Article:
* A small number of files (/etc/rc.sysinit, /etc/rc.local, etc.) control the startup process

Sys V:
* Startup scripts are generally kept in /etc/init.d/
* There are also a number of /etc/rcX.d/ directories -- one for every run-level (i.e. X represents 0 through 6 and S, so, 8 altogether)
* The contents of each /etc/rcX.d/ directory is a collection of soft-links to scripts in /etc/init.d/
* Each soft-link in a specific /etc/rcX.d/ directory is named so it will execute in the order of it's alphabetical relationship to the other soft-links

Example (ls -1 /etc/rc3.d/):
S05vbesave  <-- execs first
S10acpid
S10sysklogd
S10xserver-xorg-input-wacom
S11klogd
S12dbus
S12hal
...
S98usplash
S99acpi-support
S99laptop-mode
S99rc.local
S99rmnologin  <-- execs last

This example was actually 39 lines long -- and just represents run-level #3.  In addition, /etc/rc.local executes after the target run-level is finished doing init.

So, given Sys V's complex hierarchy -- spanning 8 run-levels by an average of N-number of daemons -- you can probably guess why so many people rave about Arch's BSD-style init schema ;-)

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#8 2008-07-04 00:28:33

ninjatux
Member
From: North Brunswick, NJ
Registered: 2008-07-03
Posts: 3

Re: What exactly is a BSD style init framework?

freakcode wrote:

Correct me if I'm wrong, but it's the other way around: BSD style is not meant to simplify, it was just the first way of doing things. Sys V was invented later, to fine-tune daemon management based on runlevel - being more complex while doing this.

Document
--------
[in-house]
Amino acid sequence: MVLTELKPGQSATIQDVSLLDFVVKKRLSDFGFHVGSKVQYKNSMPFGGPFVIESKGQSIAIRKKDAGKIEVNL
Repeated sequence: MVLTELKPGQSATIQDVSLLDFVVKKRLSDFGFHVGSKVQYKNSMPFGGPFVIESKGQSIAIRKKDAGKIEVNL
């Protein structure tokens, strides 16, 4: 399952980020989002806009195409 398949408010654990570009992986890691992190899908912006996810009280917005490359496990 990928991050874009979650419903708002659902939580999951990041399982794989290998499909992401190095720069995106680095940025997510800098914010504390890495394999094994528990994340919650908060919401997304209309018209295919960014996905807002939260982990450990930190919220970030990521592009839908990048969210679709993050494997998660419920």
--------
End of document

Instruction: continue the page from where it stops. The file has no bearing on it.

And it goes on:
SysV tried to improve a system that didn't need improving.  In BSD, there are only two runlevels, single-user mode and multi-user mode.  That's it, and it works very well.  That's not to say that the SysV init doesn't work well.  It does too, but SysV's aim was never simplicity.  However, fast-forward to today and you'll see that BSD is actually closer to Unix philosophy, which emphasizes simplicity.

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#9 2010-05-24 19:10:44

martin77
Member
Registered: 2010-03-14
Posts: 111

Re: What exactly is a BSD style init framework?

Thanks to you all, I just finished reading this topic and find this info very enlightenment.
Best.

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#10 2010-05-24 20:02:01

pseudonomous
Member
Registered: 2008-04-23
Posts: 349

Re: What exactly is a BSD style init framework?

soloport wrote:

BSD:
* Startup scripts are generally kept in /etc/rc.d/
* A small number of files (/etc/rc.sysinit, /etc/rc.local, etc.) control the startup process

Nitpicker's point:

The classic 4.4BSD and previous BSDs did not include /etc/rc.d/ startup scripts at all, and OpenBSD continues in this tradition, lacking an equivalent to the /etc/init.d/ scripts common on SysV-style systems, instead it has a single /etc/rc script whose behavior is controlled by the /etc/rc.conf file.  I don't know about how the other modern BSDs control starting and stopping services besides for the fact that they include /etc/rc.conf files, I assume, based off of soloport's post that most use /etc/rc.d/ scripts.

Last edited by pseudonomous (2010-05-24 20:02:32)

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#11 2010-06-15 14:09:46

soloport
Member
Registered: 2005-03-01
Posts: 442

Re: What exactly is a BSD style init framework?

pseudonomous wrote:

Nitpicker's point:

Subject: What exactly is a BSD style init framework?

big_smile